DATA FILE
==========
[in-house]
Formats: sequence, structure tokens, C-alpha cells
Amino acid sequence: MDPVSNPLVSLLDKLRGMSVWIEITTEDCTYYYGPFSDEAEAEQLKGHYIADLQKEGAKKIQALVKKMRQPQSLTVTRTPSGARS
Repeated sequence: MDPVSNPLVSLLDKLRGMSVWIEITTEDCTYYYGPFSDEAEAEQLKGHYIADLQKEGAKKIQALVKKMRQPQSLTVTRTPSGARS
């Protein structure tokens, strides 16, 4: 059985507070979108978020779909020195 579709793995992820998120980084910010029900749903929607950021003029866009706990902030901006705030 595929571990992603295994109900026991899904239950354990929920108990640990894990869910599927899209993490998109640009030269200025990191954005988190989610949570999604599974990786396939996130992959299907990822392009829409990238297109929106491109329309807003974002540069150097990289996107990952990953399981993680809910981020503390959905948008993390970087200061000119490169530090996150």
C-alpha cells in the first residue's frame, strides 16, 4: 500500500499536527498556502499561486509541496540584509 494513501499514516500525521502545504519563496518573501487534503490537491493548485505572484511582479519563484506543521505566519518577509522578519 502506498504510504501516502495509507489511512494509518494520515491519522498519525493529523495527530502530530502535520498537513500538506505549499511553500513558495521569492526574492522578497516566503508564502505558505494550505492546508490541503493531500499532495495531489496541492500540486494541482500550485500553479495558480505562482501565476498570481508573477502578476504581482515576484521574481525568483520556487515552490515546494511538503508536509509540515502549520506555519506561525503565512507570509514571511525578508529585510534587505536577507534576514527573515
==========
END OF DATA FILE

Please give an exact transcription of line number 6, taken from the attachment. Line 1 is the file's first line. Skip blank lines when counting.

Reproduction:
C-alpha cells in the first residue's frame, strides 16, 4: 500500500499536527498556502499561486509541496540584509 494513501499514516500525521502545504519563496518573501487534503490537491493548485505572484511582479519563484506543521505566519518577509522578519 502506498504510504501516502495509507489511512494509518494520515491519522498519525493529523495527530502530530502535520498537513500538506505549499511553500513558495521569492526574492522578497516566503508564502505558505494550505492546508490541503493531500499532495495531489496541492500540486494541482500550485500553479495558480505562482501565476498570481508573477502578476504581482515576484521574481525568483520556487515552490515546494511538503508536509509540515502549520506555519506561525503565512507570509514571511525578508529585510534587505536577507534576514527573515